AUBURN — The City Council gave initial approval to rezone a large swath of land off Gracelawn Road on Monday that officials say should not be considered to be in the Lake Auburn watershed, but a number of residents were not convinced that future development activity in the area would not impact water quality.

Joan Wenzel, a resident of Auburn, was one of several concerned residents who spoke Monday night in opposition to a proposed ordinance amending the zoning in the Gracelawn Road area during an Auburn Council meeting Monday night. Russ Dillingham/Sun Journal

In a 4-3 first reading vote, the council approved the change that will take 148 acres out of the Agricultural Zone and move it into General Business, which allows for a range of commercial and residential uses.

The at-times heated debate Monday showcased rising questions over a larger citywide effort to shift zoning in a majority of the city. While officials say Auburn is leading a statewide effort to increase housing opportunities, it is also bringing up lingering questions about the health of Lake Auburn, which is the public drinking water source for Lewiston and Auburn.

City staff has said that recent data, which was analyzed by consultants behind the recent study of Lake Auburn, shows that storm water runoff from the land in question does not drain into the lake, meaning it should not be considered part of the watershed.

However, several residents questioned the data, arguing that the city should not be moving to develop land so close to the watershed at a time when the lake is deemed “fragile.”

Several residents Monday cited the recent lake study, which opposed expanding development in the immediate watershed. However, Mayor Jason Levesque said the land, which features a gravel pit that has been mined for decades, has not been in the watershed.


“This is just confirming what the reality is,” he said.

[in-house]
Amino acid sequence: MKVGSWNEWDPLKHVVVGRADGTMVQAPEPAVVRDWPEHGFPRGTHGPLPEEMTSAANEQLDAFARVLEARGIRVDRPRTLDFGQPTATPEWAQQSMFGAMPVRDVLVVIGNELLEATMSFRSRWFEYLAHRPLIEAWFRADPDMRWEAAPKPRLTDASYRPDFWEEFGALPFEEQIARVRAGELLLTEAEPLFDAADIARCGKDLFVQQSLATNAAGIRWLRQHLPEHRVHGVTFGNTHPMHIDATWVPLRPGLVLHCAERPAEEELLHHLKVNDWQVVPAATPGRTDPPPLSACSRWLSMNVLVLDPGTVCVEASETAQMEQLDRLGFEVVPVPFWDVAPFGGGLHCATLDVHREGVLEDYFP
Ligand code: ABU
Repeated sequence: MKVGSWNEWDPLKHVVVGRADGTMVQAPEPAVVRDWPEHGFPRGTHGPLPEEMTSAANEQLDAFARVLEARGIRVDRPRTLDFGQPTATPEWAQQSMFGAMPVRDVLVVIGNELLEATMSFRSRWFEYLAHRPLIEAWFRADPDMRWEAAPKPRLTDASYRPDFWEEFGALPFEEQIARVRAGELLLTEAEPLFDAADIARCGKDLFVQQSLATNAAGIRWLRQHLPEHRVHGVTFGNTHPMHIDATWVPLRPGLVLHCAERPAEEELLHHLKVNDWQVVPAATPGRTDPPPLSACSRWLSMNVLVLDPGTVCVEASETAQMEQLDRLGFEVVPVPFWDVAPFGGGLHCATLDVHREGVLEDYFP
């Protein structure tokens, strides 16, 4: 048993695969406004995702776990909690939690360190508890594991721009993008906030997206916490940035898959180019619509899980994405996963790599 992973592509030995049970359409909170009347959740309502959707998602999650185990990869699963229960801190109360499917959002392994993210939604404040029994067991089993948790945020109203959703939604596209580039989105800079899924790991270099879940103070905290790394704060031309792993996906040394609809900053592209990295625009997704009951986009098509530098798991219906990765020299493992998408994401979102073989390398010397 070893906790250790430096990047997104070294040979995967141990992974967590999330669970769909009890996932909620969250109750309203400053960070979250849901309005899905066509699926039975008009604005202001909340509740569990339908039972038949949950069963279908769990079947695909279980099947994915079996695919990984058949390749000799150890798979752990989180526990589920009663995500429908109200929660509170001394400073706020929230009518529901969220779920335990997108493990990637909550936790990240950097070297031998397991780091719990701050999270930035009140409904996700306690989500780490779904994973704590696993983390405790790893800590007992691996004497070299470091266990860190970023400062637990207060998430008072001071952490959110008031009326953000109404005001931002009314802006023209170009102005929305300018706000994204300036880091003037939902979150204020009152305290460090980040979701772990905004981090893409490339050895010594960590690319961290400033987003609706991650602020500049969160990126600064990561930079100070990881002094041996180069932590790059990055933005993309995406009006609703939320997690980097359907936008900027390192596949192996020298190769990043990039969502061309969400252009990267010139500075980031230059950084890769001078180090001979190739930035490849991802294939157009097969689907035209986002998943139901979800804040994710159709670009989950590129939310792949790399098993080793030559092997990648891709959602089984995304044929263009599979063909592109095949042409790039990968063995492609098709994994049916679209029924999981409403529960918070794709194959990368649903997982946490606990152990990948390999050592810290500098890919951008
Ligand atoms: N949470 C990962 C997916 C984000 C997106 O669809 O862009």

Joan Wenzel, an Auburn resident, questioned why there was a push to rezone the area and who would be benefiting from it.

“Are the desires of developers more important than protecting our water source?” she said.

Councilor Rick Whiting, who voted against the change, said the city should obtain more recent hydro-geological data of the area in order for officials to make “an informed decision.”

He said there’s a “trust issue” between city officials and residents, and that the city should have held a public meeting where residents could ask questions about the recent lake study.

Auburn resident Peter Dingley told officials that after spending some $100,000 on the watershed study, “right off the bat you want to take 150 acres out of it and develop it.”


“That to me is exactly the opposite of what (the study) told us,” he said.

Eric Cousens, director of planning and permitting, said city data shows that “surface runoff doesn’t make it to Lake Auburn. He also said that any development of the site would likely “provide cleaner storm water than the site as of now.”

Auburn mayor Jason Levesque responds to a question Monday night from one of several citizens from Auburn voicing their concerns in opposition to adjusting the Lake Auburn Watershed Overlay District Map. Russ Dillingham/Sun Journal

Councilor Stephen Milks, who voted to approve the change, said he’s also “very concerned that we maintain the integrity of the lake,” but said the city should be updating and modernizing its handling of storm water.

Milks, who serves on the Auburn Water District Board of Trustees, said the “science does justify taking a look at it,” and that any development would “improve the tax burden” for residents.”

When asked, he said the board of trustees has not discussed the rezoning proposal because “the land is not part of the watershed.”

The council also voted unanimously Monday on updates to its phosphorus control ordinance in the watershed, which requires any new development to submit “a phosphorus control plan and maintenance provisions” required by the Maine Department of Environmental Protection.

When the proposed changes were first forwarded to the Planning Board, Levesque told the Sun Journal that some were tied to specific development interests. The Gracelawn area, for example, could include a mix of retail, residential and recreation opportunities in an area that lies adjacent to “a fast-growing and desirable neighborhood,” he said.

The council will likely take up a final reading March 21.

Related Headlines

Only subscribers are eligible to post comments. Please subscribe or login first for digital access. Here’s why.

Use the form below to reset your password. When you've submitted your account email, we will send an email with a reset code.